Gemma kept her steps light and innocent as
she entered the kitchen. She was sure her mother would see straight
through her pathetic attempt at casualness.

“What’s up with you?” Her mother’s eyebrow
rose.

“Nothing.” Gemma drummed her fingers on the
counter.

“You look as if you’re dressed to go
out.”

“Well… I am.” Gemma’s teeth jumped for the
inside of her cheek.

Penelope’s eyes narrowed. A small smile
danced across her lips.

“Where?”

“To dinner.”

“By yourself?”

“No.” Gemma swallowed. “I’m… well, I… I’m
going to… with a friend.”

“You have a friend?!?”

A loud noise exploded from the corner of the
room. Both women turned to look at Dominic who was quickly hunting
for a cloth, having sprayed his mouthful of drink over most of the
floor. His shoulders shook with mirth. Gemma shot him a dagger
stare. He countered with a charming wink.

Ignoring her son’s vulgar display, Penelope
turned back to her youngest with narrowed eyes.

“Gemma, what’s going on?”

“Well… I took your advice and I… I’ve made a
friend.”

“Really?” Penelope’s surprised smile made
Gemma blush.

“Yeah, I mean, it’s just recent, but…”

“Sweetheart, I’m proud of you.”

Gemma returned her mother’s smile before
feeling her insides turn to Jell-O.

“Well, tell me about her. What’s her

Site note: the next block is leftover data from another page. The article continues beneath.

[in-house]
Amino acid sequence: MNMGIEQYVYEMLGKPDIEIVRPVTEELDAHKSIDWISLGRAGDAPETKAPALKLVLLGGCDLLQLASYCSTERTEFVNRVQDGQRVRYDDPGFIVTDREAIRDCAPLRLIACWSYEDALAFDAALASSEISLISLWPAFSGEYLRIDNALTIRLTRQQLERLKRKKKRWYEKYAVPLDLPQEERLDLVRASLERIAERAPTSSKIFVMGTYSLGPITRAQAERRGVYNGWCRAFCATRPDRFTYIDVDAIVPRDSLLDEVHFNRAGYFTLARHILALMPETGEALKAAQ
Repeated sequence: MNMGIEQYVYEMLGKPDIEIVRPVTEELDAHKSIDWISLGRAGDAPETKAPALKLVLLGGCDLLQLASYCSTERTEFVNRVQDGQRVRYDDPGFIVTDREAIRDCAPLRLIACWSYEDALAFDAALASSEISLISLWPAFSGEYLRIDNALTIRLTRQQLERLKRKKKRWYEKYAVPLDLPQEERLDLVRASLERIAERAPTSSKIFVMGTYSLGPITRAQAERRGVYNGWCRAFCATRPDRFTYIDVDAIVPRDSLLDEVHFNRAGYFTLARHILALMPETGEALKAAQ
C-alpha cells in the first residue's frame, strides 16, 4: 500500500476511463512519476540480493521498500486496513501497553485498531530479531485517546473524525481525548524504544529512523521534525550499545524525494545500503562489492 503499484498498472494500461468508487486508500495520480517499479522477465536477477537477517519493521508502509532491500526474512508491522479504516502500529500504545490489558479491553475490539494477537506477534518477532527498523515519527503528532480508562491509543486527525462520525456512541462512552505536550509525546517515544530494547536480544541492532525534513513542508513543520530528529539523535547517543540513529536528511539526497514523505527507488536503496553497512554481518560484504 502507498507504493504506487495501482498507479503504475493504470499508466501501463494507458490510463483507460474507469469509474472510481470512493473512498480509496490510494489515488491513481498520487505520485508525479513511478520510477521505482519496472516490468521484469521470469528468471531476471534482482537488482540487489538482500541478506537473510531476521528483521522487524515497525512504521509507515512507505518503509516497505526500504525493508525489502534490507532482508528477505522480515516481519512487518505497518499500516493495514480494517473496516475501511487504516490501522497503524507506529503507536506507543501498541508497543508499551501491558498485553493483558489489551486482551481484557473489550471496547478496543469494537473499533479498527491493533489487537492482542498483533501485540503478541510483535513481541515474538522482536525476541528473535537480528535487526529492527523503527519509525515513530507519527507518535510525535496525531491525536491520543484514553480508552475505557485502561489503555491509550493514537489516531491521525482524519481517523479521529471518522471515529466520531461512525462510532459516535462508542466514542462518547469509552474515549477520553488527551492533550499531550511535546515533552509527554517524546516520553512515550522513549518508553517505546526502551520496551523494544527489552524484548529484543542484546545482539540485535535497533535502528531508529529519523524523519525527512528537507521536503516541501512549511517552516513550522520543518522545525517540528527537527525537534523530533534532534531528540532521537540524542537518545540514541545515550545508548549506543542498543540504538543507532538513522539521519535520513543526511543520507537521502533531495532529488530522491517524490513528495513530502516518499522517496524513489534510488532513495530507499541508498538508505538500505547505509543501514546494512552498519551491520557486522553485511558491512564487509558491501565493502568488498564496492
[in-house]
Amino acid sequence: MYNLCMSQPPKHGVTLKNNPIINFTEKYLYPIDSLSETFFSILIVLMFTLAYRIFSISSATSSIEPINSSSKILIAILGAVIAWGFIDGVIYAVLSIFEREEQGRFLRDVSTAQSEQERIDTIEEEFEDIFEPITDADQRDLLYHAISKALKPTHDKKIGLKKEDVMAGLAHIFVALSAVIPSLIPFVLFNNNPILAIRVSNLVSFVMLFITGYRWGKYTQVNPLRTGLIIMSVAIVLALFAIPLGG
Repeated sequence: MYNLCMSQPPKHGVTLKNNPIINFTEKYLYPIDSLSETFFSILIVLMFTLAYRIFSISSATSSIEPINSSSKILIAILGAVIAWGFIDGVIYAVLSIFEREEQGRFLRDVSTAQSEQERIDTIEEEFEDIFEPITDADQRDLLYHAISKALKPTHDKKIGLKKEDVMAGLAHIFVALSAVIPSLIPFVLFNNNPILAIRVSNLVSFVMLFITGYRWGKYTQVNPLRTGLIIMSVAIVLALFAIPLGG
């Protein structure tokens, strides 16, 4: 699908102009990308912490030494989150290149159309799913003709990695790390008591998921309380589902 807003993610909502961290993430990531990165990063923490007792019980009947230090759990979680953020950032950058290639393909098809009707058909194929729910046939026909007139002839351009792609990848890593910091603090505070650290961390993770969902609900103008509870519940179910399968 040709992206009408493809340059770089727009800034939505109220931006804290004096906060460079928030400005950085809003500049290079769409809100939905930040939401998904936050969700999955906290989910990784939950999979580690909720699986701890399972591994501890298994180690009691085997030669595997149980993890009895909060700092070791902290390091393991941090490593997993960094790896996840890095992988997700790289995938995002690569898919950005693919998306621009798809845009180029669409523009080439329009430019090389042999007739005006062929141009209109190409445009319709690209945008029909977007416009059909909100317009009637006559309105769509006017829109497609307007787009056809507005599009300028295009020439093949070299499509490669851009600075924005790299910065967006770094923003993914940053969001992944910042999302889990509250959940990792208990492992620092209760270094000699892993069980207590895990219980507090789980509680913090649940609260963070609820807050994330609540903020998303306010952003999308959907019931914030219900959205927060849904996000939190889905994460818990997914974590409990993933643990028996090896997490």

name?”

Gemma licked her lips slowly and looked at
the floor.

How am I supposed to tell her it’s a
him?

She saw the scene play out in slow motion.
Her mother’s smile would slide from her face, her brows would
crease, then by some form of magic she’d suddenly be wearing a
Gestapo uniform and pacing the kitchen with a horse whip in her
hand, slapping it against her palm as she interrogated her
daughter.

Gulping down her fear she tried to think of
what Ruby always said.


It’s not a date, Mom. I don’t even like
him that way. It’s just a bunch of us going to the movies.”

That excuse worked for Ruby because she
defined popularity. She was pretty, teasingly evasive and could
turn any situation into a party. Everyone at school liked her.

Gemma cringed. Her mother would never buy an
excuse like Ruby’s from her. It was a miracle in itself that even
one person was insane enough to invite her out for an evening!